Kristina Dalio

Born in communist Bulgaria, Kristina Nikolova Dalio grew up in a family of cinematographers. At 18, Kristina left home to study economics at the University of Chicago but ended up getting a BA in film theory instead, shooting her first feature film at age 20. After school, Kristina went back to Bulgaria where she shot three feature films including an award-winning documentary for well-known Bulgarian director Zornitsa Sophia, the production of which included living in a drug recovery commune in the mountains for months. In the fall of 2007 she came back to the U.S. and enrolled in the NYU Tisch School of the Arts Graduate Film program where she directed five and shot 14 award-winning shorts (The Visitors showed at Sundance 2010). Kristina’s first directorial feature Faith, Love and Whiskey premiered at Slamdance 2012, went on to win many awards including the Main Jury Prize at the Dallas International Film Festival and Best Debut Feature at the 21st Annual St. Louis International Film Festival, and was nominated for Best Debut Feature by the Bulgarian Film Academy. After graduation, she shot and produced her husband and collaborator Paul Dalio’s first directorial feature Touched with Fire (starring Katie Holmes and Luke Kirby), which premiered at SXSW 2015 and was acquired by Roadside Attractions for theatrical distribution. Kristina and Paul live and work in New York with their two children. She is working on her second directorial feature, Amphibia, which is a love story set in a climate-changed world.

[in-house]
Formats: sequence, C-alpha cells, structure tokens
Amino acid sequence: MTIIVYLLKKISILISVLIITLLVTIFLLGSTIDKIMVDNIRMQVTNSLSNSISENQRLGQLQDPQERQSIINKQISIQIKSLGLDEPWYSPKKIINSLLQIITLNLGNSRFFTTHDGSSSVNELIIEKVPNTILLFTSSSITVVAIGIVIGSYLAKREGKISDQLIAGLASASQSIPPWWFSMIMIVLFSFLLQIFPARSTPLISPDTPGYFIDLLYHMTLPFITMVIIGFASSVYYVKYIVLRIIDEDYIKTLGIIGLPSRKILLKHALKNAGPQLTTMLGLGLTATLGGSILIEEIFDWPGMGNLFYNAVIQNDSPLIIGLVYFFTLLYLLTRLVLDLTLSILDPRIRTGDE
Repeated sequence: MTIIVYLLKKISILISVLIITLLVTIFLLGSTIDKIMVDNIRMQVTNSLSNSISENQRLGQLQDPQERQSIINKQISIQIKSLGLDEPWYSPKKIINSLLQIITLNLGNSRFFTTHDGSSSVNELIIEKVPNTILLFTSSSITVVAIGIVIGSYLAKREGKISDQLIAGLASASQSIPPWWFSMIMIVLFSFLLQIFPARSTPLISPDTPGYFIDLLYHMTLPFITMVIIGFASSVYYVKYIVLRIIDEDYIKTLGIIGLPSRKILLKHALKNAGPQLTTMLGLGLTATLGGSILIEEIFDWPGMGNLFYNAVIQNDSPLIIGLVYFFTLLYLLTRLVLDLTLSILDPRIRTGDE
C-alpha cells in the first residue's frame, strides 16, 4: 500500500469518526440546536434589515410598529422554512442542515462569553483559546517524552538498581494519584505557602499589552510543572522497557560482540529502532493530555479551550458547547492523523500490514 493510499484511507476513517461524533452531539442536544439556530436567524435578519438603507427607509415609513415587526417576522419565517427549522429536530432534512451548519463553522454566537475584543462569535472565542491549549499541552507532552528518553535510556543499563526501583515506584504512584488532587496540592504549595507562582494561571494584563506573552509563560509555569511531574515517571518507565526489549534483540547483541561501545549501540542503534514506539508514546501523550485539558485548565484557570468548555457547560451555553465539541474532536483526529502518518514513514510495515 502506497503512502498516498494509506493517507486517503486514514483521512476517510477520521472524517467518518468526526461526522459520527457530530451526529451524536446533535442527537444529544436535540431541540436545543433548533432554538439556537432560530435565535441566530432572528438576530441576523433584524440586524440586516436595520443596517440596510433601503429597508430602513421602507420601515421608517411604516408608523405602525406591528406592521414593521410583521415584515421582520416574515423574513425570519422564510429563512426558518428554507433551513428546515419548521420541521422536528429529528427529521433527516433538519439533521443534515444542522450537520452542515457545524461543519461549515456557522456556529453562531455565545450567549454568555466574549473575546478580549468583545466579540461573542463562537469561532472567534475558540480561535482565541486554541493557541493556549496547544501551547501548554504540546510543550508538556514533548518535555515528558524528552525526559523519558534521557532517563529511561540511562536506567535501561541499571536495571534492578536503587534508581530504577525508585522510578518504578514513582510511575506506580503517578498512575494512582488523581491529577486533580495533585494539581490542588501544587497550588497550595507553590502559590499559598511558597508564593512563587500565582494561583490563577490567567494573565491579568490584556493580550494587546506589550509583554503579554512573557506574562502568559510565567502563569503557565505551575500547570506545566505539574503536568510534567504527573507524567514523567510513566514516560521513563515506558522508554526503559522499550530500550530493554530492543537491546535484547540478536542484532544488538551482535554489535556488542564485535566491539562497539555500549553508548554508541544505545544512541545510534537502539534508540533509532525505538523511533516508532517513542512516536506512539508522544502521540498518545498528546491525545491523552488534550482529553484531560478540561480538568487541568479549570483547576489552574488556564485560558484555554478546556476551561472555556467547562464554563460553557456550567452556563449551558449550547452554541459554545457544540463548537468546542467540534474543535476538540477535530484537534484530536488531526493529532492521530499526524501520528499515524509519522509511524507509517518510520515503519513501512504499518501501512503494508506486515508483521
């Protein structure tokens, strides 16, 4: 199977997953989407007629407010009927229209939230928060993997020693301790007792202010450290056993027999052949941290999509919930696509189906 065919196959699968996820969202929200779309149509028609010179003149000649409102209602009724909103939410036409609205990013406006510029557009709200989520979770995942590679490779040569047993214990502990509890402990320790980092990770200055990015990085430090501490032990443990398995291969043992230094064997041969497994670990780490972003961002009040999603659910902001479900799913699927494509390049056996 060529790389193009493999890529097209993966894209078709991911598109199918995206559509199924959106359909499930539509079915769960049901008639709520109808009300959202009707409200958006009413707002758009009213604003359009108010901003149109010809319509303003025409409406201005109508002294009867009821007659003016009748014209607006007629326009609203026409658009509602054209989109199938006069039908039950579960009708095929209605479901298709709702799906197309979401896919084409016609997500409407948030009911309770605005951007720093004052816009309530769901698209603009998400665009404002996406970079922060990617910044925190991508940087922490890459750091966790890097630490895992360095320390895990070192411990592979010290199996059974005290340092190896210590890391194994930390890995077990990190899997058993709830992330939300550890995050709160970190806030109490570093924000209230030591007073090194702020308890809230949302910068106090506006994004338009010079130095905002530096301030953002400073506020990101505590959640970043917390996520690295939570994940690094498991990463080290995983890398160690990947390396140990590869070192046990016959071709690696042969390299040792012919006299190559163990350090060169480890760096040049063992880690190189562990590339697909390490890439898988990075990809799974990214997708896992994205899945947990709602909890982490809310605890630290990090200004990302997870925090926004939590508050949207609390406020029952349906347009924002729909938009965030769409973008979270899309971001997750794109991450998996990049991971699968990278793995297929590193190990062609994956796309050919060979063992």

Describe the Impact of a Project you’re focused on.

My project looks to impact the climate change discussion and space, showing the hopeful sides of a primarily very devastating situation with the intention of inviting younger generations especially to take action rather than just live in fear. I want to engage with organizations and notable people interested in the subject so we can figure out how to best use narrative film to close a loop that documentaries have not been able to.

What results do you hope for when the impact is amplified?

I hope for a sense of hope and resiliency to start to permeate the climate change conversation, which will in turn engage more people who may have otherwise been turned off by the doomsday speak and divisiveness. I also hope to prove that narrative film can have incredibly strong impacts when used well, and to pave that path for others who may want to use them in the same way.

What do you have to offer as a connector? What can you give as expertise to others?

I have extensive experience in the world of producing films as well as shooting them and can certainly lend expertise there. I also have a depth of knowledge about climate change from the research for my film, and about how to be an effective philanthropist in a person's area of interest.
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